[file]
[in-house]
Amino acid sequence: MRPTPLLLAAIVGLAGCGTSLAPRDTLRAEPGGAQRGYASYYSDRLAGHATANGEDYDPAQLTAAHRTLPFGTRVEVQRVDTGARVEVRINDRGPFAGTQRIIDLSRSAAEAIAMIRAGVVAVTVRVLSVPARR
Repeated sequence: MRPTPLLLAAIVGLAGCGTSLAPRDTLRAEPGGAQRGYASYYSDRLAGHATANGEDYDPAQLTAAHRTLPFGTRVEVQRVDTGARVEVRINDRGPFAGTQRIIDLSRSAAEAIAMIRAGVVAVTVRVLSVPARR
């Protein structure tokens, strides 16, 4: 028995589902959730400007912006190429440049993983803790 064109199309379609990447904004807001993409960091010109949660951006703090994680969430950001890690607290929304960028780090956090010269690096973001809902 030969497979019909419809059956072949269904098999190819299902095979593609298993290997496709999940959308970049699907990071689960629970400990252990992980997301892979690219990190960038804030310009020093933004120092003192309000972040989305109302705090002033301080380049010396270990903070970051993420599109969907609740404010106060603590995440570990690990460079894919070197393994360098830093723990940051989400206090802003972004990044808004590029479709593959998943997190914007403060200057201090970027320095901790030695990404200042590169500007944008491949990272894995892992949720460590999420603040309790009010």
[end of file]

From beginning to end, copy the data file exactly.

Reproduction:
[in-house]
Amino acid sequence: MRPTPLLLAAIVGLAGCGTSLAPRDTLRAEPGGAQRGYASYYSDRLAGHATANGEDYDPAQLTAAHRTLPFGTRVEVQRVDTGARVEVRINDRGPFAGTQRIIDLSRSAAEAIAMIRAGVVAVTVRVLSVPARR
Repeated sequence: MRPTPLLLAAIVGLAGCGTSLAPRDTLRAEPGGAQRGYASYYSDRLAGHATANGEDYDPAQLTAAHRTLPFGTRVEVQRVDTGARVEVRINDRGPFAGTQRIIDLSRSAAEAIAMIRAGVVAVTVRVLSVPARR
């Protein structure tokens, strides 16, 4: 028995589902959730400007912006190429440049993983803790 064109199309379609990447904004807001993409960091010109949660951006703090994680969430950001890690607290929304960028780090956090010269690096973001809902 030969497979019909419809059956072949269904098999190819299902095979593609298993290997496709999940959308970049699907990071689960629970400990252990992980997301892979690219990190960038804030310009020093933004120092003192309000972040989305109302705090002033301080380049010396270990903070970051993420599109969907609740404010106060603590995440570990690990460079894919070197393994360098830093723990940051989400206090802003972004990044808004590029479709593959998943997190914007403060200057201090970027320095901790030695990404200042590169500007944008491949990272894995892992949720460590999420603040309790009010």